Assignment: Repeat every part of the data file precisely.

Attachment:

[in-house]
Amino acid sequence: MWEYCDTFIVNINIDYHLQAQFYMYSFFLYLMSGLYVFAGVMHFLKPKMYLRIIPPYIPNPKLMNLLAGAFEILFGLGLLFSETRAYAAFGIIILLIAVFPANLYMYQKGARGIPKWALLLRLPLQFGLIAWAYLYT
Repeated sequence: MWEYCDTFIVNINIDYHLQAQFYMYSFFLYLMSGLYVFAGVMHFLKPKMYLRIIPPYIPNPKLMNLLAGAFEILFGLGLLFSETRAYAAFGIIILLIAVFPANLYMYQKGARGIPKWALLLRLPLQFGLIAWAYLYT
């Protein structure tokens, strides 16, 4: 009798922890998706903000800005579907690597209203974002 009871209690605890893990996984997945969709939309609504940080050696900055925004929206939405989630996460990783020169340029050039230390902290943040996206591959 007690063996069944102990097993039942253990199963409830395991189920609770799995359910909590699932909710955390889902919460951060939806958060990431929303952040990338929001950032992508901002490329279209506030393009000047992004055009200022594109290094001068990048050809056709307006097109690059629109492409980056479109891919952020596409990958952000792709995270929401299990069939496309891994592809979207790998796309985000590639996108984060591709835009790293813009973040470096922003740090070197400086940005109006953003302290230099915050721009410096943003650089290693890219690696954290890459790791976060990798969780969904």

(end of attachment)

[in-house]
Amino acid sequence: MWEYCDTFIVNINIDYHLQAQFYMYSFFLYLMSGLYVFAGVMHFLKPKMYLRIIPPYIPNPKLMNLLAGAFEILFGLGLLFSETRAYAAFGIIILLIAVFPANLYMYQKGARGIPKWALLLRLPLQFGLIAWAYLYT
Repeated sequence: MWEYCDTFIVNINIDYHLQAQFYMYSFFLYLMSGLYVFAGVMHFLKPKMYLRIIPPYIPNPKLMNLLAGAFEILFGLGLLFSETRAYAAFGIIILLIAVFPANLYMYQKGARGIPKWALLLRLPLQFGLIAWAYLYT
């Protein structure tokens, strides 16, 4: 009798922890998706903000800005579907690597209203974002 009871209690605890893990996984997945969709939309609504940080050696900055925004929206939405989630996460990783020169340029050039230390902290943040996206591959 007690063996069944102990097993039942253990199963409830395991189920609770799995359910909590699932909710955390889902919460951060939806958060990431929303952040990338929001950032992508901002490329279209506030393009000047992004055009200022594109290094001068990048050809056709307006097109690059629109492409980056479109891919952020596409990958952000792709995270929401299990069939496309891994592809979207790998796309985000590639996108984060591709835009790293813009973040470096922003740090070197400086940005109006953003302290230099915050721009410096943003650089290693890219690696954290890459790791976060990798969780969904």